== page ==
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October 2006

40 entries from September 2006

Impromptu road trip to Astoria and Cannon Beach, OR

Flickr photo sharing: Haystack Rock
Haystack Rock
Flickr: Don Nunn
Last Saturday at 23:00 I started driving south toward Astoria, OR with the goal of whiling away a quiet Sunday on the beach. Ended up spending a few hours wandering up and down the sand at Cannon Beach, waving my PowerShot around as I went.

Flickr photo sharing: Shadow walking
Shadow walking
Flickr: Don Nunn
From the parking area, walked about two miles north past Haystock Rock as the sun warmed my ocean-numbed toes and the crashing surf made fleeting memories of the daily grind.

Flickr photo sharing: Waves
Flickr: Don Nunn
It was almost a crime to have to go back home.

View the full set of 18 images at Flickr.

Which Programming Language Are You?

Just returned to my desk from an 80-minute product demo by conference call of a software package intended to make our lives easier in the data-package production world. In its current iteration, this software package would add levels of complexity and error possibility that utterly stagger my mind, so when I saw an IM from Bug with a quiz link about programming languages, off I went:

Summary of the day, 15 minutes in

Kat (09:17): :-)
Don (09:17): yo
Kat (09:17): How are you this fine morning?
Don (09:18): I have determined that (1) I stop at Starbucks at all based on my initial take of how sucky a given day will be, and (2) the size of the coffee beverage I buy and the number of shots included increases with my anticipation of the suckitude.
Kat (09:19): So you got a viente triple?
Don (09:19): Thus today I am drinking a triple venti nonfat no-whip white chocolate mocha. I’d been getting a tall single-shot the last few times I stopped, and I hadn’t stopped for about a month before today.
Kat (09:19): nice
Don (09:19): (also I just got to work about 6 minutes ago)

I was going to post some photos

of the spur-of-the-moment road trip I took to Astoria and Cannon Beach, OR, Saturday night (into very early Sunday morning—the drive took 4.5 hours thanks to the stupid convoys on two-lane highways!), but with Flickr’s recent (as in, within the last several hours) sign-in methodology change (see Flickr: News), FlickrExport is broken. And I don’t feel like importing the photos manually because then I’d have to assign tags and titles and descriptions and whatnot all over again.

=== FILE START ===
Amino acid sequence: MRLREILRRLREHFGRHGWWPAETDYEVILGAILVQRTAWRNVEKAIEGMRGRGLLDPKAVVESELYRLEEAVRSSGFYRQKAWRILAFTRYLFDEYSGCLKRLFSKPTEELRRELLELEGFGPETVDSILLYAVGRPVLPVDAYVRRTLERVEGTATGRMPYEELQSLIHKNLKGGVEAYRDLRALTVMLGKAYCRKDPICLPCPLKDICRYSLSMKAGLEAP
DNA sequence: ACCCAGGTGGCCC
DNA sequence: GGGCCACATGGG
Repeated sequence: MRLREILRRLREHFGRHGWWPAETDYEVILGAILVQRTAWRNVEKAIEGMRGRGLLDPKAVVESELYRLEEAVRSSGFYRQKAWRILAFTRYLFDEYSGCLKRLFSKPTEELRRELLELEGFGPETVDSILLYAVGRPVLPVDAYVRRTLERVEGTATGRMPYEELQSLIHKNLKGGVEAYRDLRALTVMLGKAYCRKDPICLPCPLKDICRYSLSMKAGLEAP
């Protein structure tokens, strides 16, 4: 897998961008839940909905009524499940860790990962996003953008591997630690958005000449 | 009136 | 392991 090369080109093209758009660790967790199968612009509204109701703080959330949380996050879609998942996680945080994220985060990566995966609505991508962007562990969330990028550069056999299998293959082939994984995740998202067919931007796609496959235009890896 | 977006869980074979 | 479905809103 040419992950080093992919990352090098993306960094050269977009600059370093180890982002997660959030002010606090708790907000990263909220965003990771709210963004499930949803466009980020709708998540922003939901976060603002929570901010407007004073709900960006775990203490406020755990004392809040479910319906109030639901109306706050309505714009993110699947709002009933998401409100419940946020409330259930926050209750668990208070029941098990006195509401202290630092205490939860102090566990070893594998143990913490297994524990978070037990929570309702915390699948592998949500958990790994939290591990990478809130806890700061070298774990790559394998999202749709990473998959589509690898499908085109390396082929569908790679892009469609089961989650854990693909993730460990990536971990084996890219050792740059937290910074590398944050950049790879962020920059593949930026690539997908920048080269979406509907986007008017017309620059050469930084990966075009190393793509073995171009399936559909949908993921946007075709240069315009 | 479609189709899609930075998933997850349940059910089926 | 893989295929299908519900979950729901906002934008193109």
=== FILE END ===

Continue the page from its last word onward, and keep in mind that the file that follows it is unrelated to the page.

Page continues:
So I’m hoping Fraser Spiers knows about the authentication burping and releases a maintenance update for FlickrExport toot sweet.

In the meantime:

It was a beautiful day, sunlight and warm and breezy, cloudless skies, and waves breaking endlessly along the beach near Haystack Rock (map). And Rogue Ales Public House’s service blows chunks but the beer’s pretty good, and the black-bean dip is delicious.

Bright lights

Flickr photo sharing: Bright lights
Bright lights
Flickr: Don Nunn
Now we enter the period of weeks each year, both spring and autumn, when the sun is low enough in the sky that it burns out my eyeballs in the later morning hours, and no amount of dropping the blinds will help me.

I like having a window as the right-side wall of my workspace, but damn if the bright light isn’t a bit counter-productive for an hour or so each day. And my dark lenses don’t help all that much because they’re polarized, and the angle of my PC monitor’s polarization is just so that the images are unusable unless I tilt my head about 35° to the left.

Friday’s Feast: One Hundred Eleven

Questions here; I found this on verbatim.

  • Appetizer: What was the very last song you listened to?
    “Shine” — Vienna Teng, Waking Hour
  • Soup: What is one company/store/corporation you would recommend that people stay away from?
    There’s a Seattle-area drug-store chain, Bartell, that drives me up the damned wall.
  • Salad: On a scale of 1 to 10 with 10 being highest, how much do you enjoy having your picture made?
    3 or 4. I dislike most photos of me.
  • Main Course: Besides a bookmark, what is something you’ve used to keep your place in a book? My most common placeholder is a receipt, often from the restaurant where I most recently had lunch (I often read on my lunch breaks).
  • Dessert: Name a food that you like that most people don’t.
    Hmm, I can’t think of anything here. I was going to say “Calamari,” but I think that’s become a pretty common food item nowadays, or at least I don’t hear people talk about how much they dislike it anymore.

On Vox: QotD: Collector’s Item

View Don’s blogWhat do you collect?

The only thing I’ve made a specific attempt to collect in recent years has been logo pint glasses from brewpubs I’ve visited. I’m trying to start a wine collection of sorts but I tend to drink it about the same rate I buy it, so I’m just now at a point where I can say I have a collection at all—40 or so bottles I intend to keep around for a while.

» Read also on Vox

Links for 2006-09-15

If they say “an early return for fall” one more time . . . .

Rain today. Also cooler temperatures, so the weatherdorks are all clamoring to say in old and repetetive ways that fall is returning before its “official” start of Sep 23.